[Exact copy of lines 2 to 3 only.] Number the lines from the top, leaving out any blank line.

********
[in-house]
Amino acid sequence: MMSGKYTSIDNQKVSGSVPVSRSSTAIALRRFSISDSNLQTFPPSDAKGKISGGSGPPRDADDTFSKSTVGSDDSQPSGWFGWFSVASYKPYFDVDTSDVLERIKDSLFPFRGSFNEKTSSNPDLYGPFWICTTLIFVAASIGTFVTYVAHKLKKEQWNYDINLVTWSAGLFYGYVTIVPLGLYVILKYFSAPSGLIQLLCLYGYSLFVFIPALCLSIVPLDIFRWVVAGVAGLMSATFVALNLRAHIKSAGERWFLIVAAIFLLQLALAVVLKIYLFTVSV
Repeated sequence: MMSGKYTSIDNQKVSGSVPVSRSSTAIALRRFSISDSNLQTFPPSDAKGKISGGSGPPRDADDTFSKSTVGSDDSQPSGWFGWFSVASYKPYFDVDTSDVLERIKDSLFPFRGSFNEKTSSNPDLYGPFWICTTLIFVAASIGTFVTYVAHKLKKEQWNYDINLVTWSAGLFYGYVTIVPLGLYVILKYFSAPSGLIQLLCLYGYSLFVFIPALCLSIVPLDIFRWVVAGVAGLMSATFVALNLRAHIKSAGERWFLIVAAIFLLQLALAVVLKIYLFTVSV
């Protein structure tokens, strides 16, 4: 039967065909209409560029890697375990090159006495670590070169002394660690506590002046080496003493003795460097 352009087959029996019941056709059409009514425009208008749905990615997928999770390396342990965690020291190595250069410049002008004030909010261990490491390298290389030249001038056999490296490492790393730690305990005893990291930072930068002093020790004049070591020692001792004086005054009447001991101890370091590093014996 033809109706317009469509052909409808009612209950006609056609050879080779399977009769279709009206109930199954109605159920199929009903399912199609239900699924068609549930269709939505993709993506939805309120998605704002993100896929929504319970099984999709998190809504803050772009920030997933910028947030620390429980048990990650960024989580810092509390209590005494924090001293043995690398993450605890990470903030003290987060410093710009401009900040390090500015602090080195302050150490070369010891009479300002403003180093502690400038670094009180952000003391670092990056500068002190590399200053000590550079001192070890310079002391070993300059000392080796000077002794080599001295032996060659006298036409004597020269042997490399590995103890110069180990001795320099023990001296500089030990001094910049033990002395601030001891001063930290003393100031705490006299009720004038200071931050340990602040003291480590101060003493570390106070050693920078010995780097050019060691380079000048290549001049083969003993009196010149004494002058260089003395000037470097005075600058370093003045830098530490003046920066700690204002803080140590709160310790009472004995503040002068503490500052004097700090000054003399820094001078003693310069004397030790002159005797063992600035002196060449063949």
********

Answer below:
Amino acid sequence: MMSGKYTSIDNQKVSGSVPVSRSSTAIALRRFSISDSNLQTFPPSDAKGKISGGSGPPRDADDTFSKSTVGSDDSQPSGWFGWFSVASYKPYFDVDTSDVLERIKDSLFPFRGSFNEKTSSNPDLYGPFWICTTLIFVAASIGTFVTYVAHKLKKEQWNYDINLVTWSAGLFYGYVTIVPLGLYVILKYFSAPSGLIQLLCLYGYSLFVFIPALCLSIVPLDIFRWVVAGVAGLMSATFVALNLRAHIKSAGERWFLIVAAIFLLQLALAVVLKIYLFTVSV
Repeated sequence: MMSGKYTSIDNQKVSGSVPVSRSSTAIALRRFSISDSNLQTFPPSDAKGKISGGSGPPRDADDTFSKSTVGSDDSQPSGWFGWFSVASYKPYFDVDTSDVLERIKDSLFPFRGSFNEKTSSNPDLYGPFWICTTLIFVAASIGTFVTYVAHKLKKEQWNYDINLVTWSAGLFYGYVTIVPLGLYVILKYFSAPSGLIQLLCLYGYSLFVFIPALCLSIVPLDIFRWVVAGVAGLMSATFVALNLRAHIKSAGERWFLIVAAIFLLQLALAVVLKIYLFTVSV